“If you look at any player that comes into the side, they never look worried or flustered or in awe of the situation. I think sometimes players came in with David Moyes and they were too bogged down with ‘you’ve got to do this and that’ and they looked nervous, but they’ve come in under Martinez and they’ve looked free of all anxieties. Just look at John Stones, the last 12 games he’s been getting stronger and stronger and it just shows that the confidence coming out of the manager is going into the players.”

Now that the season is over and we know we can now expect the added pressure of European football, it’s over to Martinez again to decide what areas of the squad need improving and where we can start laying foundations for the next season and beyond;

“Long term the manager will have been identifying targets over the season and got his ideas of what he wants to do. If Lukaku stays he’s going to cost an awful lot of money, and then do we need someone alongside him?” He continues; “If we don’t get Gareth Barry he’ll be a massive loss to us. I think James McCarthy will say he’s learnt so much from working with Barry for the last 12 months. He’s been brilliant and I must admit I’ve been very impressed with McCarthy too as the season has gone on. From what I’ve seen he’s got better and better.”

Looking back on the season, there have been several players that have stood out as being potential candidates for Player of the Season, but I wanted to know who would get the award if Derek had the choice and why;

“I’ve been very impressed with James McCarthy; he’s got better and better. I’m very impressed with Coleman, and Stones has been out-standing but it’s the core of the team you look at. You’ve got the experience of Tim Howard, who’s had a really good season. For Stones to play along Sylvain Distin, for him must be brilliant, but now when Jagielka’s fit, is it Distin and Jagielka? Distin and Stones? Mar-tinez has got a big choice to make.”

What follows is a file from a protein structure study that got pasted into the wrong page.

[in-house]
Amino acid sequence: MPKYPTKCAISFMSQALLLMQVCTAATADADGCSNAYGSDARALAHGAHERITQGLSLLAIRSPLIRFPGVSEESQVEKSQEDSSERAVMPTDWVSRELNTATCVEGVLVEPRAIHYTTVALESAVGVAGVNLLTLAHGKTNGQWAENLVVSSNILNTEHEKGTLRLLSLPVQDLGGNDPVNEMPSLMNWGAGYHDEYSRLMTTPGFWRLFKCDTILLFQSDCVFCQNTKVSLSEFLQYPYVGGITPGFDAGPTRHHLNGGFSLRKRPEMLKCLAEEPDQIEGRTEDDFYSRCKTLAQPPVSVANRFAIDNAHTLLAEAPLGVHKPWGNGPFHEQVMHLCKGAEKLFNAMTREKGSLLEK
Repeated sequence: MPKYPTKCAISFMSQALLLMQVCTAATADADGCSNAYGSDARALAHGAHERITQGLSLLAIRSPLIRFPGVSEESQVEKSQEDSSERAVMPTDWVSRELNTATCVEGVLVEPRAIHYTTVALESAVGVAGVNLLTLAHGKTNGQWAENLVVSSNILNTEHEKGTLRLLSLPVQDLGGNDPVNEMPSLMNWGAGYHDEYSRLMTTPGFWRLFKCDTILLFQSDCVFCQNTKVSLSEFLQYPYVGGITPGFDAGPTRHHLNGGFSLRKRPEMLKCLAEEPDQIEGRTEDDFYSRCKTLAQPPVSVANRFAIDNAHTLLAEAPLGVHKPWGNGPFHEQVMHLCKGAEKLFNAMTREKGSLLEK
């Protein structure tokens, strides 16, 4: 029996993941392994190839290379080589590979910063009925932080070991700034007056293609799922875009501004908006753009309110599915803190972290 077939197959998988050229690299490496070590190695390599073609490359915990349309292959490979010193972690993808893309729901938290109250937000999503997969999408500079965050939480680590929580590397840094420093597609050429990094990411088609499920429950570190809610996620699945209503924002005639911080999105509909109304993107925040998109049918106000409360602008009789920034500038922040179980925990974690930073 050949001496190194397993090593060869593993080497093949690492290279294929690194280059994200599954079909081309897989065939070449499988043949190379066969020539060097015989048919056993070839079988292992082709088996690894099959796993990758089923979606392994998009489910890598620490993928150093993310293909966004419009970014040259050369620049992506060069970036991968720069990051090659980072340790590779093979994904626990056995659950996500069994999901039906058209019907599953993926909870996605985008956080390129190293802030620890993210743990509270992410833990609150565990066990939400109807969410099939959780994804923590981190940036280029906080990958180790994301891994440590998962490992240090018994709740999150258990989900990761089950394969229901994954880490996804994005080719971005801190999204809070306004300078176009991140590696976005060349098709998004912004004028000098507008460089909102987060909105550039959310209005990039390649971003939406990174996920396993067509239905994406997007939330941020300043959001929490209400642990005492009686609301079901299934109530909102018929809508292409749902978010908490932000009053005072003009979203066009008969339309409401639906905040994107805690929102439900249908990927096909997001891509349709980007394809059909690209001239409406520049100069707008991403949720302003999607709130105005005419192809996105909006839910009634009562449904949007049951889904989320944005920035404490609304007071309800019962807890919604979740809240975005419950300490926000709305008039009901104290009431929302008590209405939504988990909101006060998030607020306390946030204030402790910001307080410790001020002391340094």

He concluded; “Player of the season for me would probably go to someone like McCarthy or Coleman because they’ve both developed. Coleman’s come on leaps and bounds in the last few years. With McCarthy I was a bit unsure when they signed him for the best part of 13 million but I think he’s done really well this season and got stronger and stronger.”

On the World Cup;

“You go in there as one of 32 teams and you go there with so much hope. We’ve got a nucleus of really good players. I don’t know if Roy Hodgson’s going to go with experienced players or be brave and go with one or two younger players because we’ve got to look to the future now. No disrespect to the likes of Steven Gerrard and Frank Lampard but they won’t be around for the next World Cup so why don’t we take a few youngsters and give them that chance of being around it. Can we win it? Personally I don’t think we can but you never know in football. It’s a funny old game and all you need is a few strange results which you’re going to get in the World Cup. If one of the little minnows gets a point or beats a bigger team, it’s all wide open. It’s going to be difficult for them out there because of the conditions but it’s how we react and prepare as a team, but to win it? I can’t see it. To get the group stage? I would hope we would but it’s never easy. Whether it’s the Euro’s or the World Cup, once you get in the knockout it’s a cup final every game.”